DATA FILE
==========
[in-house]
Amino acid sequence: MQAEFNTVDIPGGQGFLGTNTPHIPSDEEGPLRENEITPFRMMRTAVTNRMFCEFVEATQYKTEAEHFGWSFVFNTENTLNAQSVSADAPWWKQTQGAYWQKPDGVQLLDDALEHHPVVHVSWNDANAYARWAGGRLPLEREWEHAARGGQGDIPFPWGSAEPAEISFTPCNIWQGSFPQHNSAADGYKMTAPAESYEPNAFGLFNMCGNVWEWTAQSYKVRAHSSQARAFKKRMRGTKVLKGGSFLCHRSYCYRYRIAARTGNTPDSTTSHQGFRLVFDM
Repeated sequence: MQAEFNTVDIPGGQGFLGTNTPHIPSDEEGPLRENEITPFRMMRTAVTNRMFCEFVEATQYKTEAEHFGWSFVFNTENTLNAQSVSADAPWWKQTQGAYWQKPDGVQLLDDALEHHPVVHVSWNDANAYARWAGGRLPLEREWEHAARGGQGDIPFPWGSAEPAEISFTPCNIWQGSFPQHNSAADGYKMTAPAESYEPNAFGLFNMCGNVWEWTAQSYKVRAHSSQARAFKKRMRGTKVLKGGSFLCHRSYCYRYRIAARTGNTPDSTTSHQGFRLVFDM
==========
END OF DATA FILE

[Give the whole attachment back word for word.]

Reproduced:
[in-house]
Amino acid sequence: MQAEFNTVDIPGGQGFLGTNTPHIPSDEEGPLRENEITPFRMMRTAVTNRMFCEFVEATQYKTEAEHFGWSFVFNTENTLNAQSVSADAPWWKQTQGAYWQKPDGVQLLDDALEHHPVVHVSWNDANAYARWAGGRLPLEREWEHAARGGQGDIPFPWGSAEPAEISFTPCNIWQGSFPQHNSAADGYKMTAPAESYEPNAFGLFNMCGNVWEWTAQSYKVRAHSSQARAFKKRMRGTKVLKGGSFLCHRSYCYRYRIAARTGNTPDSTTSHQGFRLVFDM
Repeated sequence: MQAEFNTVDIPGGQGFLGTNTPHIPSDEEGPLRENEITPFRMMRTAVTNRMFCEFVEATQYKTEAEHFGWSFVFNTENTLNAQSVSADAPWWKQTQGAYWQKPDGVQLLDDALEHHPVVHVSWNDANAYARWAGGRLPLEREWEHAARGGQGDIPFPWGSAEPAEISFTPCNIWQGSFPQHNSAADGYKMTAPAESYEPNAFGLFNMCGNVWEWTAQSYKVRAHSSQARAFKKRMRGTKVLKGGSFLCHRSYCYRYRIAARTGNTPDSTTSHQGFRLVFDM